This appears to be a new thing for this year but nets have appeared across the country, as this google map shows. After some fairly widespread coverage on social media, and in the news media (e.g. here and here), a petition was launched on the government petition website. That petition has now garnered over 200,000 signatures (as of 3/4) and local people are taking action by removing netting and saving trapped wildlife, though some birds have been found dead in the nets. The petition calls for the activity to be banned. The RSPB, whose job it is to protect wild birds, had initially taken a meeker position, asking developers (nicely) to think carefully before they put nets over hedges and trees. Subsequently, they and CIEEM brought out a stronger joint statement calling for the use of netting to stop (except under exceptional circumstances).

Vox populi vox dei?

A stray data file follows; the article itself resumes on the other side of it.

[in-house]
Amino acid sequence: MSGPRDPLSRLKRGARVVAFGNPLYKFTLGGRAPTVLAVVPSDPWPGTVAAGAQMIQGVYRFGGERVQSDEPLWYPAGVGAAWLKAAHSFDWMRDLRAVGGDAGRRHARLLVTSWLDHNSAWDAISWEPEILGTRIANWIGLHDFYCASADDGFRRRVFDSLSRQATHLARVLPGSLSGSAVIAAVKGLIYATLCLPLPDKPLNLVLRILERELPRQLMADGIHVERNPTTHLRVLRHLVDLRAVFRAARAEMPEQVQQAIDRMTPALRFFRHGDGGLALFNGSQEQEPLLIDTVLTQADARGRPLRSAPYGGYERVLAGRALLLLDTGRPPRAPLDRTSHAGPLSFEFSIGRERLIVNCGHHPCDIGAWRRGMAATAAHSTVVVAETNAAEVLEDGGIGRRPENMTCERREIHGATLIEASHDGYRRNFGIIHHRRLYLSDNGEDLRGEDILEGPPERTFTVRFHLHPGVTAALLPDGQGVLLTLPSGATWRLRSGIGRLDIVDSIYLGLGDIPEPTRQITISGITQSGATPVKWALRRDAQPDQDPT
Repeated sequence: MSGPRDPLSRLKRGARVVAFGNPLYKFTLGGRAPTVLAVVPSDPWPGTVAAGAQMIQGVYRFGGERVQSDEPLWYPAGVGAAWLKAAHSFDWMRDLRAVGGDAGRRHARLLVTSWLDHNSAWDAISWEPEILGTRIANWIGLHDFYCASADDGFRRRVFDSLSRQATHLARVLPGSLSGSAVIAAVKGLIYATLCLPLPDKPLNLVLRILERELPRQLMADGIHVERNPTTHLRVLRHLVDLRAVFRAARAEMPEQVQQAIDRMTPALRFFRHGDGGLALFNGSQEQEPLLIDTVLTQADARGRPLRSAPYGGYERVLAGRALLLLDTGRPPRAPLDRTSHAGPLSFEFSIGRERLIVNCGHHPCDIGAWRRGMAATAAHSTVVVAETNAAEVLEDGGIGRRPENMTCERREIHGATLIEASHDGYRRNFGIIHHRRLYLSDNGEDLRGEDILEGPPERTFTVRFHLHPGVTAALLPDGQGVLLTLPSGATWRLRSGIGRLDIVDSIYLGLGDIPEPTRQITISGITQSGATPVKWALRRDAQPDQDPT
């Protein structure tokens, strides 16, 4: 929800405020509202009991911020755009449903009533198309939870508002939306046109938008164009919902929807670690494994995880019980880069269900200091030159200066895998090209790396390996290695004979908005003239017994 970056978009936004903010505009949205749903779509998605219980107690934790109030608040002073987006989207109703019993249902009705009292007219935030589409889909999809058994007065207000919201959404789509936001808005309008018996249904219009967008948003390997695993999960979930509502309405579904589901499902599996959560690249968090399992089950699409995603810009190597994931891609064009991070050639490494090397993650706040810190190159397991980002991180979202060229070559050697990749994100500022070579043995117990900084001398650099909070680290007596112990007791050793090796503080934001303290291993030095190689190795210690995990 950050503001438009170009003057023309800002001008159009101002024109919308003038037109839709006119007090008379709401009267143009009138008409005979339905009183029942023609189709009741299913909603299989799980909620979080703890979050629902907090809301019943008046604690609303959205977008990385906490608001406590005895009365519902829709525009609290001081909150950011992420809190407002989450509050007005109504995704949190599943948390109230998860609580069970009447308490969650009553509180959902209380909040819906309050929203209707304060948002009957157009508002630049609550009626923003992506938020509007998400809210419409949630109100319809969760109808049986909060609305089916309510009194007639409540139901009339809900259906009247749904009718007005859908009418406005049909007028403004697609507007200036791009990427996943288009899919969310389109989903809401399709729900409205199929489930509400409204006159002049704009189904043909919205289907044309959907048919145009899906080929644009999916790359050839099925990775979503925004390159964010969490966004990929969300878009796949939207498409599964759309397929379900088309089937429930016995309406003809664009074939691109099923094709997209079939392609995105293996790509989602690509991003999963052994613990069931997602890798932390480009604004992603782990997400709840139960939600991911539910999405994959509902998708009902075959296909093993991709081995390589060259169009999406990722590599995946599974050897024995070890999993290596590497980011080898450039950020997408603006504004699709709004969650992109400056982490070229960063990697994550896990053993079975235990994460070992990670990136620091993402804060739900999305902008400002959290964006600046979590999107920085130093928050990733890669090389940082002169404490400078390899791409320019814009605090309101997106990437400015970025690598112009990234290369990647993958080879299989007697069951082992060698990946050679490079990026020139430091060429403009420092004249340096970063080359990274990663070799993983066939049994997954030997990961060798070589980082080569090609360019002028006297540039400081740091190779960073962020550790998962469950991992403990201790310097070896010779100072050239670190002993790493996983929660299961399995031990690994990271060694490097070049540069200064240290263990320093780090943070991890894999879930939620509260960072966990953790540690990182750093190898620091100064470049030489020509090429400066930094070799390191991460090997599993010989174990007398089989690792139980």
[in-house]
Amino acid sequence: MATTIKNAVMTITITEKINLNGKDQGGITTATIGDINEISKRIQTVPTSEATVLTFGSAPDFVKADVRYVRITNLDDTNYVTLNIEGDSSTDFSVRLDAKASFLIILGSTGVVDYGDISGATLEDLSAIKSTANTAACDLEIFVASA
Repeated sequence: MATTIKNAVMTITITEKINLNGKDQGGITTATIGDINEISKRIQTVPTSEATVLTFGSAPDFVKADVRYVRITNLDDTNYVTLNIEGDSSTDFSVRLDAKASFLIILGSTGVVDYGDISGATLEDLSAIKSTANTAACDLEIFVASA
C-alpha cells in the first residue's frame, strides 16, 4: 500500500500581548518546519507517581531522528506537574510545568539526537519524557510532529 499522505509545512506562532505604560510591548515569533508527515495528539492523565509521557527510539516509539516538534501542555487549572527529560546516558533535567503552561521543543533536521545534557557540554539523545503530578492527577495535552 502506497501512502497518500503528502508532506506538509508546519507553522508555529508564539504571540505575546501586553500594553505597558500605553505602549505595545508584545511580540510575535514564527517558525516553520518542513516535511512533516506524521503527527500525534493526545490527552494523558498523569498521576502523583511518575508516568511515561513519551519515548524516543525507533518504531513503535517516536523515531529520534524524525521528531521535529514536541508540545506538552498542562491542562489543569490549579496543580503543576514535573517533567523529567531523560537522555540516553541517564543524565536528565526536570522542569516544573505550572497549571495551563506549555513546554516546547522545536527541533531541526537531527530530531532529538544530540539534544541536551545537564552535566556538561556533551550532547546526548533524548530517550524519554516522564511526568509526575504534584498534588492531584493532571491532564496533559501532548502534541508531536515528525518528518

I find I’m unable to watch the BBC TV news any more. Every single time I’ve turned it on (often accidentally) there’s someone being interviewed in a high street, usually near some market stalls. Does every town have market stalls or does the BBC news team scout out towns with them so they know where they must film? Or perhaps the whole thing is a set next to the new Albert Square one. Invariably the vox pops are from people saying “we’re fed up with the politicians …. We just need to Leave the EU NOW!” Or worse, dark accusations of betrayal. How is it that the interviewer never asks “and would that mean staying in the Customs Union, creating a new Customs partnership, do we stay in the Single Market, what about Northern Ireland and the Good Friday Agreement?”  All those knotty questions that nobody ever asked the public before the Referendum vote. Or perhaps the interviewer did ask those questions and received a blank look, or a reply that was not broadcastable.